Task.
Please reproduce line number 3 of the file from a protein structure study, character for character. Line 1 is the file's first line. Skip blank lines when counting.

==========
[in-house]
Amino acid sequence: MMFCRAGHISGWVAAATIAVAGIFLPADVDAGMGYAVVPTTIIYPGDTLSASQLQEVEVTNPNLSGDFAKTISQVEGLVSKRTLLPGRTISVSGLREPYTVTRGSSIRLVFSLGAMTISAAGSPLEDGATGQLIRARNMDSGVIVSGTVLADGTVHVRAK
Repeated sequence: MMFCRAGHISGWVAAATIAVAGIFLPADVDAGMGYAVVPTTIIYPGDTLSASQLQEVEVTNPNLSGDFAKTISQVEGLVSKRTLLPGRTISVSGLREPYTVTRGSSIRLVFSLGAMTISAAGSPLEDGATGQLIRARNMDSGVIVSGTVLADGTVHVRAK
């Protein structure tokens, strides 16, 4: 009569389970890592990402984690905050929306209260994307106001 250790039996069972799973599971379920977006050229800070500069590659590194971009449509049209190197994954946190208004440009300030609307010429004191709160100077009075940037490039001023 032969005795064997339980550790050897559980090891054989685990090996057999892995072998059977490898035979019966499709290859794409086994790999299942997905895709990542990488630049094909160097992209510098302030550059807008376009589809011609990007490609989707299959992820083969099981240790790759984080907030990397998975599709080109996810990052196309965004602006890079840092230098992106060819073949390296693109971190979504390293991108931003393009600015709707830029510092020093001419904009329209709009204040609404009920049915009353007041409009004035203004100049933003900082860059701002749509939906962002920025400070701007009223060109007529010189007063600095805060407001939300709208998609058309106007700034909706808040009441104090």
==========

Repeated sequence: MMFCRAGHISGWVAAATIAVAGIFLPADVDAGMGYAVVPTTIIYPGDTLSASQLQEVEVTNPNLSGDFAKTISQVEGLVSKRTLLPGRTISVSGLREPYTVTRGSSIRLVFSLGAMTISAAGSPLEDGATGQLIRARNMDSGVIVSGTVLADGTVHVRAK